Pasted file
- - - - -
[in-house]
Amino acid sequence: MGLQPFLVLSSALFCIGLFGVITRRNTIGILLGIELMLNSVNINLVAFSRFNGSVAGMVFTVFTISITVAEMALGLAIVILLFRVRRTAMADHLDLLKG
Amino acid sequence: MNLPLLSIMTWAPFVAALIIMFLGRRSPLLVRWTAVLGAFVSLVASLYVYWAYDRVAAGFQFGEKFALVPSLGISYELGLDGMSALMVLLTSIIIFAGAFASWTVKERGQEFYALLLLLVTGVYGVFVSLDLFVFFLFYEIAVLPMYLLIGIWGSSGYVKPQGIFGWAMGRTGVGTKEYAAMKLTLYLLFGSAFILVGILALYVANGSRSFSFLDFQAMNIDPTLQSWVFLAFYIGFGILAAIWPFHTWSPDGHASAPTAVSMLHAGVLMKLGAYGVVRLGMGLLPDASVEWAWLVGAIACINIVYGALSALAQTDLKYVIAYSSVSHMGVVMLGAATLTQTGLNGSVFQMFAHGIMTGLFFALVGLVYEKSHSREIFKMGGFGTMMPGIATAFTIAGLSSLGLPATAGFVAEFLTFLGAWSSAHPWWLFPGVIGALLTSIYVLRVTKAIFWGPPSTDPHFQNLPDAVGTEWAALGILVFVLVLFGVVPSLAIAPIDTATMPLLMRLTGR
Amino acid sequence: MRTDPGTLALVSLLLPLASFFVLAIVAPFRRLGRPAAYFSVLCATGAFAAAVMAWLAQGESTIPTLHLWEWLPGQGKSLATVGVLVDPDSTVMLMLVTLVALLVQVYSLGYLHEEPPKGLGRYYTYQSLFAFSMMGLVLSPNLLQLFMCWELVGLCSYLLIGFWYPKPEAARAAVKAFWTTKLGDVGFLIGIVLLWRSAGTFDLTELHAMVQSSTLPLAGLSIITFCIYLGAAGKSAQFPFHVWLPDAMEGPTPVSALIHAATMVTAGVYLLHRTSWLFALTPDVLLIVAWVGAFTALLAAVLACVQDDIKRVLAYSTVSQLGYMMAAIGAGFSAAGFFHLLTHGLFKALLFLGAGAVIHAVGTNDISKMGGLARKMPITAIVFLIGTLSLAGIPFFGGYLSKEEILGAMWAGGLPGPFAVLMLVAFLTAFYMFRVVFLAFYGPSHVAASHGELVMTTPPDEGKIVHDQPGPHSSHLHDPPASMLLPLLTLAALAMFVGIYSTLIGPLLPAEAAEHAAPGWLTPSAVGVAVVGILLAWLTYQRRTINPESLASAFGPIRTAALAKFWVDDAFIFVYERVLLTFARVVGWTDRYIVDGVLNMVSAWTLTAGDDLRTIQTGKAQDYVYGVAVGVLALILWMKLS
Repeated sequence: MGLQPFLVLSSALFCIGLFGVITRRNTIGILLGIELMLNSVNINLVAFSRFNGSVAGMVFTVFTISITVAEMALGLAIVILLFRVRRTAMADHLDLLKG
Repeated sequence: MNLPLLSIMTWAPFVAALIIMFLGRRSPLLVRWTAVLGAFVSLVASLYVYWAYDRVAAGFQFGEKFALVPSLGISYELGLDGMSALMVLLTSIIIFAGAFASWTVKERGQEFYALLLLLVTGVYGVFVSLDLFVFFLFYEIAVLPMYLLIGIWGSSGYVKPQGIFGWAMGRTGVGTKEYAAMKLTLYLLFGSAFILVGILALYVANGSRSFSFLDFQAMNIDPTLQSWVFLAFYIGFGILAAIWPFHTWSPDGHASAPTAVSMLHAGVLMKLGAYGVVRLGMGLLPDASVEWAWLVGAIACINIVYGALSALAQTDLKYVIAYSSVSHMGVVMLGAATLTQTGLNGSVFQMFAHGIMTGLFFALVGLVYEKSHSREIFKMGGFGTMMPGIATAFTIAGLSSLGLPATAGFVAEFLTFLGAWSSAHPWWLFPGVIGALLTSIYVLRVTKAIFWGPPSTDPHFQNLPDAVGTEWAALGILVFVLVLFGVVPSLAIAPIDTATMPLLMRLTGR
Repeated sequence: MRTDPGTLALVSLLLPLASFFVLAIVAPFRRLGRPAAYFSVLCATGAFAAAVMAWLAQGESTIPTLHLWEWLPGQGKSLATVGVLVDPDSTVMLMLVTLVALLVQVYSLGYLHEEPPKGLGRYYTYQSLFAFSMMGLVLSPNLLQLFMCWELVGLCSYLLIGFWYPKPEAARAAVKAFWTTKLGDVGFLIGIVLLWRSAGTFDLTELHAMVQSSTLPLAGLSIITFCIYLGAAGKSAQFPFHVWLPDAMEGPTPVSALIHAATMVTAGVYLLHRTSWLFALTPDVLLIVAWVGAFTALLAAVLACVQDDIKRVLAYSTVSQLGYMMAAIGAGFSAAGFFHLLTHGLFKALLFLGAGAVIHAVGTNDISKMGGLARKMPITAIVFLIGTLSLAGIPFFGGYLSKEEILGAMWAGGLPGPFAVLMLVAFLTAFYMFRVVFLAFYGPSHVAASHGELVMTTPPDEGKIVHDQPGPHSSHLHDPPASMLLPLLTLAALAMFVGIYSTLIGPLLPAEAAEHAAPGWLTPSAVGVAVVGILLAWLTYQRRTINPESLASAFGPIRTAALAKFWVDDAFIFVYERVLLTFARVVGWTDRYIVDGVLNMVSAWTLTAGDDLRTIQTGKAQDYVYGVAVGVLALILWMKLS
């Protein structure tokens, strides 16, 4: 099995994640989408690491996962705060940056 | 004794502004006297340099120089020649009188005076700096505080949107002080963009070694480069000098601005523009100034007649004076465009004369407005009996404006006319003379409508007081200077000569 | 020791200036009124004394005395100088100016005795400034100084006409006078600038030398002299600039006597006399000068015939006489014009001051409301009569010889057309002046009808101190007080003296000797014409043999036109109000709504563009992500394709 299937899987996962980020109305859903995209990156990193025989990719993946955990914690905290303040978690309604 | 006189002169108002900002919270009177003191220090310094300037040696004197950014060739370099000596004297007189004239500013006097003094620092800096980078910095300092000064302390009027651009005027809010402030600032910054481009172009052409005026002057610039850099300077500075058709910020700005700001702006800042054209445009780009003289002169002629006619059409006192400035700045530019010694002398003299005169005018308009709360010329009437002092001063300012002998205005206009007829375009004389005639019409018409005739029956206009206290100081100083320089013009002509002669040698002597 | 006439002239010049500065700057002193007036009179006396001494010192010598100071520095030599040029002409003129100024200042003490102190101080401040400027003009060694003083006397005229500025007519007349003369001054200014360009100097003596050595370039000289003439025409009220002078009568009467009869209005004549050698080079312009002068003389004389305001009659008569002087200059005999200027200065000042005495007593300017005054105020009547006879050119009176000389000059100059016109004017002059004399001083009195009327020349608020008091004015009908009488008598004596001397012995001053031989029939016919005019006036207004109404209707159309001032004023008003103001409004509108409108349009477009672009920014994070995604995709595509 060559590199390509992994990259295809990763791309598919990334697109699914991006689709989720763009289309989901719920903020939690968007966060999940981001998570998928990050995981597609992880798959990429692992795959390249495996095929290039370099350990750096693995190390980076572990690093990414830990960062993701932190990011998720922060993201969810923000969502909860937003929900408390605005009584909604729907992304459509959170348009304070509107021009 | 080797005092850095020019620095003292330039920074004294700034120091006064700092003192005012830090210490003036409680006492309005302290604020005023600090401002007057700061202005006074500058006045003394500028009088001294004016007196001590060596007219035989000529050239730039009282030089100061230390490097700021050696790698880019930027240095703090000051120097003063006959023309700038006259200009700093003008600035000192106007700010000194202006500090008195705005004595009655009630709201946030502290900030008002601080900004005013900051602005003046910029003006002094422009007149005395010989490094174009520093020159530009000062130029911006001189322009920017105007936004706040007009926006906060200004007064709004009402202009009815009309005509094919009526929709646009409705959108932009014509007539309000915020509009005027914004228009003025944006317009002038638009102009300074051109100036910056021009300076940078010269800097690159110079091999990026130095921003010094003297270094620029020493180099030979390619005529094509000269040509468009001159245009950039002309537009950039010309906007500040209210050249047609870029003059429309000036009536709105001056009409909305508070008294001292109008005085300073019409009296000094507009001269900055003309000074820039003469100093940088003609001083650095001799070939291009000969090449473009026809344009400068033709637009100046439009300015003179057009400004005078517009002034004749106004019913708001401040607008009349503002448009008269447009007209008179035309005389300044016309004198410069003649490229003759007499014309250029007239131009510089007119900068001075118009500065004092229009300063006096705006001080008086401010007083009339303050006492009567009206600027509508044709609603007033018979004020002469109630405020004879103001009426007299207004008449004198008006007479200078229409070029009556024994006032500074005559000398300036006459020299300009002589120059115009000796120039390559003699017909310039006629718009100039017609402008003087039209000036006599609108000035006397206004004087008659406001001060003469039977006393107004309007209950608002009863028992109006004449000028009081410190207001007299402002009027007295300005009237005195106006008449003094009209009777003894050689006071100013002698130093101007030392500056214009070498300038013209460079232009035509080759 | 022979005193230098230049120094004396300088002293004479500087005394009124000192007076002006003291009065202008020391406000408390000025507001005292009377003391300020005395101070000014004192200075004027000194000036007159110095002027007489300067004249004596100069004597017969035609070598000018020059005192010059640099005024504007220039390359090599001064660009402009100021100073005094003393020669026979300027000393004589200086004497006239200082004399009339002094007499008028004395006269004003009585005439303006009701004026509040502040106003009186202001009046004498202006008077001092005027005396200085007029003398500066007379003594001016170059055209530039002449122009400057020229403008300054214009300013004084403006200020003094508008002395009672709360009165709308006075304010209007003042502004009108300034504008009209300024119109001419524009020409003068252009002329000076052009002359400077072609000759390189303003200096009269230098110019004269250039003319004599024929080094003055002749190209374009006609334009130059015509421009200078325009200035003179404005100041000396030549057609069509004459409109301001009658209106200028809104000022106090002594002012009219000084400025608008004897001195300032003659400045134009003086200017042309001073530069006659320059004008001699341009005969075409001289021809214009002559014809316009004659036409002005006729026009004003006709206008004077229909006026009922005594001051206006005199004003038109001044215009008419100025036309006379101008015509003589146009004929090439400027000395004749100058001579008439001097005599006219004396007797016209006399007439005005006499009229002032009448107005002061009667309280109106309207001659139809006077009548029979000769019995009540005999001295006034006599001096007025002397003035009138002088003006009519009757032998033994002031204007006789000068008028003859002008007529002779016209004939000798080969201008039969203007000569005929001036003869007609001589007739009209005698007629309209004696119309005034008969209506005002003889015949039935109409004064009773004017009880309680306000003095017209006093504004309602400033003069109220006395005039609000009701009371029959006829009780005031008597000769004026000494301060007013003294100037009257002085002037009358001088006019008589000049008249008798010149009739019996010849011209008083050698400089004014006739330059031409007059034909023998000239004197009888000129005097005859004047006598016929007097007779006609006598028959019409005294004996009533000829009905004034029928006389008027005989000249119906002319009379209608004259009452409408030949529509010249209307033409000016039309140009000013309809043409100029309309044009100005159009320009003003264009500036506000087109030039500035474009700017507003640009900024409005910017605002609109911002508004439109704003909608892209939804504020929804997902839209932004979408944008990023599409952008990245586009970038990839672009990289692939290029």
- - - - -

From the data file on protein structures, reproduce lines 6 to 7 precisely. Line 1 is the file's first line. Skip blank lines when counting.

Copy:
Repeated sequence: MNLPLLSIMTWAPFVAALIIMFLGRRSPLLVRWTAVLGAFVSLVASLYVYWAYDRVAAGFQFGEKFALVPSLGISYELGLDGMSALMVLLTSIIIFAGAFASWTVKERGQEFYALLLLLVTGVYGVFVSLDLFVFFLFYEIAVLPMYLLIGIWGSSGYVKPQGIFGWAMGRTGVGTKEYAAMKLTLYLLFGSAFILVGILALYVANGSRSFSFLDFQAMNIDPTLQSWVFLAFYIGFGILAAIWPFHTWSPDGHASAPTAVSMLHAGVLMKLGAYGVVRLGMGLLPDASVEWAWLVGAIACINIVYGALSALAQTDLKYVIAYSSVSHMGVVMLGAATLTQTGLNGSVFQMFAHGIMTGLFFALVGLVYEKSHSREIFKMGGFGTMMPGIATAFTIAGLSSLGLPATAGFVAEFLTFLGAWSSAHPWWLFPGVIGALLTSIYVLRVTKAIFWGPPSTDPHFQNLPDAVGTEWAALGILVFVLVLFGVVPSLAIAPIDTATMPLLMRLTGR
Repeated sequence: MRTDPGTLALVSLLLPLASFFVLAIVAPFRRLGRPAAYFSVLCATGAFAAAVMAWLAQGESTIPTLHLWEWLPGQGKSLATVGVLVDPDSTVMLMLVTLVALLVQVYSLGYLHEEPPKGLGRYYTYQSLFAFSMMGLVLSPNLLQLFMCWELVGLCSYLLIGFWYPKPEAARAAVKAFWTTKLGDVGFLIGIVLLWRSAGTFDLTELHAMVQSSTLPLAGLSIITFCIYLGAAGKSAQFPFHVWLPDAMEGPTPVSALIHAATMVTAGVYLLHRTSWLFALTPDVLLIVAWVGAFTALLAAVLACVQDDIKRVLAYSTVSQLGYMMAAIGAGFSAAGFFHLLTHGLFKALLFLGAGAVIHAVGTNDISKMGGLARKMPITAIVFLIGTLSLAGIPFFGGYLSKEEILGAMWAGGLPGPFAVLMLVAFLTAFYMFRVVFLAFYGPSHVAASHGELVMTTPPDEGKIVHDQPGPHSSHLHDPPASMLLPLLTLAALAMFVGIYSTLIGPLLPAEAAEHAAPGWLTPSAVGVAVVGILLAWLTYQRRTINPESLASAFGPIRTAALAKFWVDDAFIFVYERVLLTFARVVGWTDRYIVDGVLNMVSAWTLTAGDDLRTIQTGKAQDYVYGVAVGVLALILWMKLS